|(Original unedited image via Pintrest)|
I. Went. Camping.
I know right. Me, of the 3-star-is-camping Brigade. Me, the person who gets fridge magnets as gifts that say “I love not camping”. Me, of the why-do-we-have-to-holiday-like-refugees society.
I know what you’re thinking. It must’ve taken some persuading on BK’s part to get me to go camping, but here’s the thing: he wasn’t even involved in this particular camping expedition! Crazy right?
I’ll back up a bit and explain. I recently offered my services to TEARS, an animal welfare organisation in Cape Town. At one of my first meetings with them, Luke, their Animal Care Manager said “Hey, We’re having a Sleepathon in October. You should totally come and spend a night in the kennels.”
Had he known me better, he would have known better, but as it was, I felt it would show a complete lack of dedication on my part to turn down the offer. So while my mind was saying “Hell no!”, I heard my mouth say “Wow! That would be totally awesome!”
And so it was that I found myself at TEARS in Lekkerwater Road on Saturday afternoon with: my duvet (I’m not the sleeping bag type), two camping mattresses (clearly made for people half my width and half my weight), pink-bomb painkillers (it’s all about pain management at my age) and a six pack of Smirnoff Spins (my “natural remedy” for peri-menopausal insomnia).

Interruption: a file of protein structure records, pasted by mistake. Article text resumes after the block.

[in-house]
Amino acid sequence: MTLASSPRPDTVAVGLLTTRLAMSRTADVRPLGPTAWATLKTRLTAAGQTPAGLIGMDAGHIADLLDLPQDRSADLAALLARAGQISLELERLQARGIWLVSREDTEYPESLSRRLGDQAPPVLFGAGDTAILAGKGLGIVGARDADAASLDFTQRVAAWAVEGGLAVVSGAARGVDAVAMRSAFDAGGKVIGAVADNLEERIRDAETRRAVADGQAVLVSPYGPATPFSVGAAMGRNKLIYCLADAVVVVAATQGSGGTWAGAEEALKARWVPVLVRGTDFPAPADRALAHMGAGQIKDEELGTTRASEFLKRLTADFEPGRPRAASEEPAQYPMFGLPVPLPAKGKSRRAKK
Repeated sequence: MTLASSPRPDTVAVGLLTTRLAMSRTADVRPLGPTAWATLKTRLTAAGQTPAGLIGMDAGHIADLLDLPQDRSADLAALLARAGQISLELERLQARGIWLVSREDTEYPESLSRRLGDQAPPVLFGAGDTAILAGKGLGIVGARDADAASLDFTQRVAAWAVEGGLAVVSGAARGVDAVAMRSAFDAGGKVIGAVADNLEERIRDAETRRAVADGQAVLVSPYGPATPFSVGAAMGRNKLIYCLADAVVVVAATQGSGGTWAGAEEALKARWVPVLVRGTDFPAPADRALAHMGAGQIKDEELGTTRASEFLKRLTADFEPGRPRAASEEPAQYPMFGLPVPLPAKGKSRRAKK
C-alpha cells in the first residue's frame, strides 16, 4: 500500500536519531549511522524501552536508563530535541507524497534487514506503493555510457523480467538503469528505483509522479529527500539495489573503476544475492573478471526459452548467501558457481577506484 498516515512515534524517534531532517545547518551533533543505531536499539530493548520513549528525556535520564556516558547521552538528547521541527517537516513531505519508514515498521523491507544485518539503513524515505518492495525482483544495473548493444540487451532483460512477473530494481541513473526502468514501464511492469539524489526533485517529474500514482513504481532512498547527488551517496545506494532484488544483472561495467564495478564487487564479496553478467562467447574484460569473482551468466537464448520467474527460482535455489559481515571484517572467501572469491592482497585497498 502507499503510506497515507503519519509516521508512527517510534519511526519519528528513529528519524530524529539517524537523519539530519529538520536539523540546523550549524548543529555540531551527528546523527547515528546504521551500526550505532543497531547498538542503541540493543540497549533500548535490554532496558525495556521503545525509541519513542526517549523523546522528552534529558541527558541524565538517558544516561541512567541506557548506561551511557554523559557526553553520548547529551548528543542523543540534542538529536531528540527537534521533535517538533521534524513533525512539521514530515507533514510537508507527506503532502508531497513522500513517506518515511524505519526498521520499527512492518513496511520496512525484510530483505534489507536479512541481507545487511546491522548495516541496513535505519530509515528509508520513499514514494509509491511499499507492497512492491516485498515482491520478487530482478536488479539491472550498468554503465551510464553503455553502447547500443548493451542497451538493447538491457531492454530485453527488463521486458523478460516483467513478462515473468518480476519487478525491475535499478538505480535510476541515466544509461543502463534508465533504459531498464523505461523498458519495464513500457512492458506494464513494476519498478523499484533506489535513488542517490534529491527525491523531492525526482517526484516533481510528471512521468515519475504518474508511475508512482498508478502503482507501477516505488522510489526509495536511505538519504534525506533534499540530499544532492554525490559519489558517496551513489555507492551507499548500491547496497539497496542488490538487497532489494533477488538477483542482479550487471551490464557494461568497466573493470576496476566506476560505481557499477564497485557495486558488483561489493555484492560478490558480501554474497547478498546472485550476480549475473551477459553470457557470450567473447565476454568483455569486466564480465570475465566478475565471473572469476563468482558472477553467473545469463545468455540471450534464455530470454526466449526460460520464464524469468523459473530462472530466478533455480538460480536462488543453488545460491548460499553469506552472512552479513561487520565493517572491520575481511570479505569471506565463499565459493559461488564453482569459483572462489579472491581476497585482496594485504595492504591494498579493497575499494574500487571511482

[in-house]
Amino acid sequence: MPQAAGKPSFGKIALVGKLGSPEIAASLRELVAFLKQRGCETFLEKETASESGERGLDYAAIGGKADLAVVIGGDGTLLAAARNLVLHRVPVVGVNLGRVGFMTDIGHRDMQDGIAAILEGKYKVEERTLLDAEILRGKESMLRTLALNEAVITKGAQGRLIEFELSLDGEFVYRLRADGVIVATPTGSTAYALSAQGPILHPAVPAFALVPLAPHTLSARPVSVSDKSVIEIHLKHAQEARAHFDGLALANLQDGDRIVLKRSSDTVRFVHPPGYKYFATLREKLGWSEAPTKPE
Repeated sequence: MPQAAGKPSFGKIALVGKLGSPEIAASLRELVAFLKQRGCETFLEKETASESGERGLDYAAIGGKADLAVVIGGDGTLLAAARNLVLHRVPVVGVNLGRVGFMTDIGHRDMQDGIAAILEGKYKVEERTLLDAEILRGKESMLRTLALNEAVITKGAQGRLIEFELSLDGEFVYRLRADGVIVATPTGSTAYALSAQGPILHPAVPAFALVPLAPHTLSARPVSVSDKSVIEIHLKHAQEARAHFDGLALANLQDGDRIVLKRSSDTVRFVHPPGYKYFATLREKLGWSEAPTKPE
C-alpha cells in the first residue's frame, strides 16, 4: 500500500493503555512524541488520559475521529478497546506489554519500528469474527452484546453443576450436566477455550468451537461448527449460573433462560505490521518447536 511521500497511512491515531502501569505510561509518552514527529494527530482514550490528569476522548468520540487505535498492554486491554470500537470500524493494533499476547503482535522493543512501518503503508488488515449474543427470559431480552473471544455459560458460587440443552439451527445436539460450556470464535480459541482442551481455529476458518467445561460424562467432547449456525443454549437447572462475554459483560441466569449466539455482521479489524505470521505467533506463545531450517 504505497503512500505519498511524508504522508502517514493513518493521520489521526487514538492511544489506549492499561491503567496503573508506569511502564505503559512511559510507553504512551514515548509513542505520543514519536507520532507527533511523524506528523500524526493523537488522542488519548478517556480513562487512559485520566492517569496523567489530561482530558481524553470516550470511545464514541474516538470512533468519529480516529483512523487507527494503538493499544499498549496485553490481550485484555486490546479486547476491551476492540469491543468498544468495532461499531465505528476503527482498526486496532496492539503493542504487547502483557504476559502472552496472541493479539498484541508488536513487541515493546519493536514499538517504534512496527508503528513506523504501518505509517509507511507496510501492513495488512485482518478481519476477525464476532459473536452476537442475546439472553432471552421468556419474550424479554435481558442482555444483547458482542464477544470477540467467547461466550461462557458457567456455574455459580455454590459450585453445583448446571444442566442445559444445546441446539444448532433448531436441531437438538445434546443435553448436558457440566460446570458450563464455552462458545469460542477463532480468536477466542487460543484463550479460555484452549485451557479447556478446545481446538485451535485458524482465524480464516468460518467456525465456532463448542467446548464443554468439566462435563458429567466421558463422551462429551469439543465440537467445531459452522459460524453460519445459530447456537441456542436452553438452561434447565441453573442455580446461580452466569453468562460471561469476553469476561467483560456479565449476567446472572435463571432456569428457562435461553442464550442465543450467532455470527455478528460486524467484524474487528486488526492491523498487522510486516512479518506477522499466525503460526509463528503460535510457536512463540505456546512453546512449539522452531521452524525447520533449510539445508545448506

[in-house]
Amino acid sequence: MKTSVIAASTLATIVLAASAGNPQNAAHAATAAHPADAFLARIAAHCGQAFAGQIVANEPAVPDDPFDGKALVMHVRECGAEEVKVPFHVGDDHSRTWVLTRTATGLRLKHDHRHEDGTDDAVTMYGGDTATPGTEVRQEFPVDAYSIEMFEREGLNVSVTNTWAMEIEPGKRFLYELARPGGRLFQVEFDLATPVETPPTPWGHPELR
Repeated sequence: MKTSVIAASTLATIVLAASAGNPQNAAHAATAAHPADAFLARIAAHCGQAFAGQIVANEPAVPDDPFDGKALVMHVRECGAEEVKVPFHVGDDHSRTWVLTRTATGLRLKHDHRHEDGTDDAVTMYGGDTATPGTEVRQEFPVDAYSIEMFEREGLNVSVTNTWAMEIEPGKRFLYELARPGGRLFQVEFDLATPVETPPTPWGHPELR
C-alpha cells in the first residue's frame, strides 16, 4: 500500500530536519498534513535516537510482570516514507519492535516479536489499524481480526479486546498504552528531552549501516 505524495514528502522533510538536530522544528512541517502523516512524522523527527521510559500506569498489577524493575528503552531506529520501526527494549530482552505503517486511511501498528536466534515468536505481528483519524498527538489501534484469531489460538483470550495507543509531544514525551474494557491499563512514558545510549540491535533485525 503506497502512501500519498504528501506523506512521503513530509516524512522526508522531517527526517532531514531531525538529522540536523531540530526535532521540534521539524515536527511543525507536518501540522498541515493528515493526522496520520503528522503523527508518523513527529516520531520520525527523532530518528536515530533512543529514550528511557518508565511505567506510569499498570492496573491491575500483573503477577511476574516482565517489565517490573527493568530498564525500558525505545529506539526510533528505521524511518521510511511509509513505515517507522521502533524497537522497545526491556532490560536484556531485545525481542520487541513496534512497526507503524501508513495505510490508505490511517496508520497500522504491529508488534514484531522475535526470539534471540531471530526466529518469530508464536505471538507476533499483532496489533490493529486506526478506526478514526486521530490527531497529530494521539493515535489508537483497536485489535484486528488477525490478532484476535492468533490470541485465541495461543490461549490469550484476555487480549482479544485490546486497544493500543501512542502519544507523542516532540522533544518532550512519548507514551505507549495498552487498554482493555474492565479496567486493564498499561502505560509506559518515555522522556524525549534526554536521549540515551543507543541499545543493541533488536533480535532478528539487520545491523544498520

I’d arrived early to lend a hand with the preparations. This mostly involved me flitting from one group of volunteers to another saying “Need a hand with anything?” I eventually found two awesome old ducks involved in food preparation (I know right, the irony. I hate cooking almost as much as I hate camping) and I think did a rather splendid job on the roll-cutting end of the assembly line.
For those who have never been to TEARS, it’s set amongst a whole bunch of trees, so the light that shines through is dappled and, at that time of day, golden. My favourite. The dogs had been fed over lunch instead of in the evening as they normally are. This was to curtail the pooping business. The dogs were all pretty excited but in a fun small-barking kind of way, not in a loud what-the-heck-are-you-doing-here kind of way. Life felt good.
As I walked through the facility, I was amazed by how spotlessly clean all of the kennels were. I swear, they are neater and cleaner than my home (which isn’t that hard, actually.) At almost every kennel I thought, Oooh, that’s a cute one! I hope I get to sleep with her/him. (Just as well I wasn’t put with the puppies or else I might still be there.)